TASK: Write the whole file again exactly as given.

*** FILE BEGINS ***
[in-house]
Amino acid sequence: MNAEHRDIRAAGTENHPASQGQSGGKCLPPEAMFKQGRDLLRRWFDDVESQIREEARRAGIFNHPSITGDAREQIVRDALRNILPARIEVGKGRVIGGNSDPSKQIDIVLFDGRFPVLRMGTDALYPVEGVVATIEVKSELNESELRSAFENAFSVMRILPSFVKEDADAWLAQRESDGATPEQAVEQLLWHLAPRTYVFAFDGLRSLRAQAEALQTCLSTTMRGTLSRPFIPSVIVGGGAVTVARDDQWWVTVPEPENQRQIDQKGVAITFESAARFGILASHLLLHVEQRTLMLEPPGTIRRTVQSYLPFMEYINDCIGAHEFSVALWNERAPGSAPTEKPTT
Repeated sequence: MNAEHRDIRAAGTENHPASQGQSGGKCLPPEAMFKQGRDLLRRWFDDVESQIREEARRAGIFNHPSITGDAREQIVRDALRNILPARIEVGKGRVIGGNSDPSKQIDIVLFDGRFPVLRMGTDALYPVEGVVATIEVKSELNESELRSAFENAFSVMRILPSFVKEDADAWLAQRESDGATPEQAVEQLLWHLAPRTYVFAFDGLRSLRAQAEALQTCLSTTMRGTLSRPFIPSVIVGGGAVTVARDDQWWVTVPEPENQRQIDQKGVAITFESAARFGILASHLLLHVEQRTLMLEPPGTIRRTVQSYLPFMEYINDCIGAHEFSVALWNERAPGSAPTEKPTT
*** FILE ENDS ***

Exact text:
[in-house]
Amino acid sequence: MNAEHRDIRAAGTENHPASQGQSGGKCLPPEAMFKQGRDLLRRWFDDVESQIREEARRAGIFNHPSITGDAREQIVRDALRNILPARIEVGKGRVIGGNSDPSKQIDIVLFDGRFPVLRMGTDALYPVEGVVATIEVKSELNESELRSAFENAFSVMRILPSFVKEDADAWLAQRESDGATPEQAVEQLLWHLAPRTYVFAFDGLRSLRAQAEALQTCLSTTMRGTLSRPFIPSVIVGGGAVTVARDDQWWVTVPEPENQRQIDQKGVAITFESAARFGILASHLLLHVEQRTLMLEPPGTIRRTVQSYLPFMEYINDCIGAHEFSVALWNERAPGSAPTEKPTT
Repeated sequence: MNAEHRDIRAAGTENHPASQGQSGGKCLPPEAMFKQGRDLLRRWFDDVESQIREEARRAGIFNHPSITGDAREQIVRDALRNILPARIEVGKGRVIGGNSDPSKQIDIVLFDGRFPVLRMGTDALYPVEGVVATIEVKSELNESELRSAFENAFSVMRILPSFVKEDADAWLAQRESDGATPEQAVEQLLWHLAPRTYVFAFDGLRSLRAQAEALQTCLSTTMRGTLSRPFIPSVIVGGGAVTVARDDQWWVTVPEPENQRQIDQKGVAITFESAARFGILASHLLLHVEQRTLMLEPPGTIRRTVQSYLPFMEYINDCIGAHEFSVALWNERAPGSAPTEKPTT